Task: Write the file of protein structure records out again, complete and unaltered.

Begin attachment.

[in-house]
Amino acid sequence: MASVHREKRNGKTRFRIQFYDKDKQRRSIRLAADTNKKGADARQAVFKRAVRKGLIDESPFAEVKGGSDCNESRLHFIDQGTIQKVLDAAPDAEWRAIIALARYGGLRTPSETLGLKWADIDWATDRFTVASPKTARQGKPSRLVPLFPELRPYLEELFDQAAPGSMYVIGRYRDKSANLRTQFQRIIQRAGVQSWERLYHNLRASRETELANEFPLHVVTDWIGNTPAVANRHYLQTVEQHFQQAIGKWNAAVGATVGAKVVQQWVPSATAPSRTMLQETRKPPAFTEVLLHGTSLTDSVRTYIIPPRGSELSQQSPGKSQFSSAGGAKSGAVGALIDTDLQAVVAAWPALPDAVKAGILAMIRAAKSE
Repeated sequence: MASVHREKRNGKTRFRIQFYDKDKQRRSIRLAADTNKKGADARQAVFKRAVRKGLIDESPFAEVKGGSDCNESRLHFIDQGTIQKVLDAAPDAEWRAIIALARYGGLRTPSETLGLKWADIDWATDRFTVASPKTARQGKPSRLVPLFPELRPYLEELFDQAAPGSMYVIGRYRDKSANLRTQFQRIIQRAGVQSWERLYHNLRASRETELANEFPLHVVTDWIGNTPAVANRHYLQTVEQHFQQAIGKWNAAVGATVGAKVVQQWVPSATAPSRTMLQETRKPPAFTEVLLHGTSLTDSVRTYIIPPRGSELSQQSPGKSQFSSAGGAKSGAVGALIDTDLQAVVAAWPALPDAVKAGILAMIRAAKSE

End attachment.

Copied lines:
[in-house]
Amino acid sequence: MASVHREKRNGKTRFRIQFYDKDKQRRSIRLAADTNKKGADARQAVFKRAVRKGLIDESPFAEVKGGSDCNESRLHFIDQGTIQKVLDAAPDAEWRAIIALARYGGLRTPSETLGLKWADIDWATDRFTVASPKTARQGKPSRLVPLFPELRPYLEELFDQAAPGSMYVIGRYRDKSANLRTQFQRIIQRAGVQSWERLYHNLRASRETELANEFPLHVVTDWIGNTPAVANRHYLQTVEQHFQQAIGKWNAAVGATVGAKVVQQWVPSATAPSRTMLQETRKPPAFTEVLLHGTSLTDSVRTYIIPPRGSELSQQSPGKSQFSSAGGAKSGAVGALIDTDLQAVVAAWPALPDAVKAGILAMIRAAKSE
Repeated sequence: MASVHREKRNGKTRFRIQFYDKDKQRRSIRLAADTNKKGADARQAVFKRAVRKGLIDESPFAEVKGGSDCNESRLHFIDQGTIQKVLDAAPDAEWRAIIALARYGGLRTPSETLGLKWADIDWATDRFTVASPKTARQGKPSRLVPLFPELRPYLEELFDQAAPGSMYVIGRYRDKSANLRTQFQRIIQRAGVQSWERLYHNLRASRETELANEFPLHVVTDWIGNTPAVANRHYLQTVEQHFQQAIGKWNAAVGATVGAKVVQQWVPSATAPSRTMLQETRKPPAFTEVLLHGTSLTDSVRTYIIPPRGSELSQQSPGKSQFSSAGGAKSGAVGALIDTDLQAVVAAWPALPDAVKAGILAMIRAAKSE